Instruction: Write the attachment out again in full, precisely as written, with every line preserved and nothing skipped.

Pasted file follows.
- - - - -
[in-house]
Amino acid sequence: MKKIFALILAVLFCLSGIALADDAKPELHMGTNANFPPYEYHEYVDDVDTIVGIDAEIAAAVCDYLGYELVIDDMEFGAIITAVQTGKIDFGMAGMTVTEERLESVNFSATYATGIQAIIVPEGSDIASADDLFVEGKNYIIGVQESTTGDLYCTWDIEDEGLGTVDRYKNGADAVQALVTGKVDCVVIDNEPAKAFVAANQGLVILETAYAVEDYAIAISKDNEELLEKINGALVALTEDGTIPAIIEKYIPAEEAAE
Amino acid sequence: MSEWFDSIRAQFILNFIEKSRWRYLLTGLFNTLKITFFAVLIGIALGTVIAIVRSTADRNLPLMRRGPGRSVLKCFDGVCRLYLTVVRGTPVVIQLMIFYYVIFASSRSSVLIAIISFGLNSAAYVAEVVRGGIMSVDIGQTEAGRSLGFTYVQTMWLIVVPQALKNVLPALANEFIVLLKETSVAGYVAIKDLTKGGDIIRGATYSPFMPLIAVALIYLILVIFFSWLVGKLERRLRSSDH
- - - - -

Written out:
[in-house]
Amino acid sequence: MKKIFALILAVLFCLSGIALADDAKPELHMGTNANFPPYEYHEYVDDVDTIVGIDAEIAAAVCDYLGYELVIDDMEFGAIITAVQTGKIDFGMAGMTVTEERLESVNFSATYATGIQAIIVPEGSDIASADDLFVEGKNYIIGVQESTTGDLYCTWDIEDEGLGTVDRYKNGADAVQALVTGKVDCVVIDNEPAKAFVAANQGLVILETAYAVEDYAIAISKDNEELLEKINGALVALTEDGTIPAIIEKYIPAEEAAE
Amino acid sequence: MSEWFDSIRAQFILNFIEKSRWRYLLTGLFNTLKITFFAVLIGIALGTVIAIVRSTADRNLPLMRRGPGRSVLKCFDGVCRLYLTVVRGTPVVIQLMIFYYVIFASSRSSVLIAIISFGLNSAAYVAEVVRGGIMSVDIGQTEAGRSLGFTYVQTMWLIVVPQALKNVLPALANEFIVLLKETSVAGYVAIKDLTKGGDIIRGATYSPFMPLIAVALIYLILVIFFSWLVGKLERRLRSSDH